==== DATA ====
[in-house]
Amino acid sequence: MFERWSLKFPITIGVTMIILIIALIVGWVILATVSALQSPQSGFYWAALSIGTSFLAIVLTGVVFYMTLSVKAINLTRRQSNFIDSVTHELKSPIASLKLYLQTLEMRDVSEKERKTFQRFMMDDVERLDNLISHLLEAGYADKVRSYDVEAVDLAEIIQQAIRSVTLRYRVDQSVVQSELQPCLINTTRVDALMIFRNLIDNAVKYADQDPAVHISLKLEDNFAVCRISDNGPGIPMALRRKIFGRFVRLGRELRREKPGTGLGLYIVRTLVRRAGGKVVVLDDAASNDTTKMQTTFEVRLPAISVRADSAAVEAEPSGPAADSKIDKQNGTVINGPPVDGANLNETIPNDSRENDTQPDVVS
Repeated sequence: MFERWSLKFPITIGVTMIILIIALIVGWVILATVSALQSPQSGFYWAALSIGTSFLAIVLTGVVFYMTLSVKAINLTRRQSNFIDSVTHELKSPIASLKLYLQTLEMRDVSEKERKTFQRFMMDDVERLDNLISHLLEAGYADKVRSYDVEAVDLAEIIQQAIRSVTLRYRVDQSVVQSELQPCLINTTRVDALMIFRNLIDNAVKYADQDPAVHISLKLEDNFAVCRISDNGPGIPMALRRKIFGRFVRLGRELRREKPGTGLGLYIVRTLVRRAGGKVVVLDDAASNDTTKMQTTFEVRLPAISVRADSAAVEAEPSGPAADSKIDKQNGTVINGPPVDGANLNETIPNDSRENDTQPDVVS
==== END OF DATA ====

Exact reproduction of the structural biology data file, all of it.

[in-house]
Amino acid sequence: MFERWSLKFPITIGVTMIILIIALIVGWVILATVSALQSPQSGFYWAALSIGTSFLAIVLTGVVFYMTLSVKAINLTRRQSNFIDSVTHELKSPIASLKLYLQTLEMRDVSEKERKTFQRFMMDDVERLDNLISHLLEAGYADKVRSYDVEAVDLAEIIQQAIRSVTLRYRVDQSVVQSELQPCLINTTRVDALMIFRNLIDNAVKYADQDPAVHISLKLEDNFAVCRISDNGPGIPMALRRKIFGRFVRLGRELRREKPGTGLGLYIVRTLVRRAGGKVVVLDDAASNDTTKMQTTFEVRLPAISVRADSAAVEAEPSGPAADSKIDKQNGTVINGPPVDGANLNETIPNDSRENDTQPDVVS
Repeated sequence: MFERWSLKFPITIGVTMIILIIALIVGWVILATVSALQSPQSGFYWAALSIGTSFLAIVLTGVVFYMTLSVKAINLTRRQSNFIDSVTHELKSPIASLKLYLQTLEMRDVSEKERKTFQRFMMDDVERLDNLISHLLEAGYADKVRSYDVEAVDLAEIIQQAIRSVTLRYRVDQSVVQSELQPCLINTTRVDALMIFRNLIDNAVKYADQDPAVHISLKLEDNFAVCRISDNGPGIPMALRRKIFGRFVRLGRELRREKPGTGLGLYIVRTLVRRAGGKVVVLDDAASNDTTKMQTTFEVRLPAISVRADSAAVEAEPSGPAADSKIDKQNGTVINGPPVDGANLNETIPNDSRENDTQPDVVS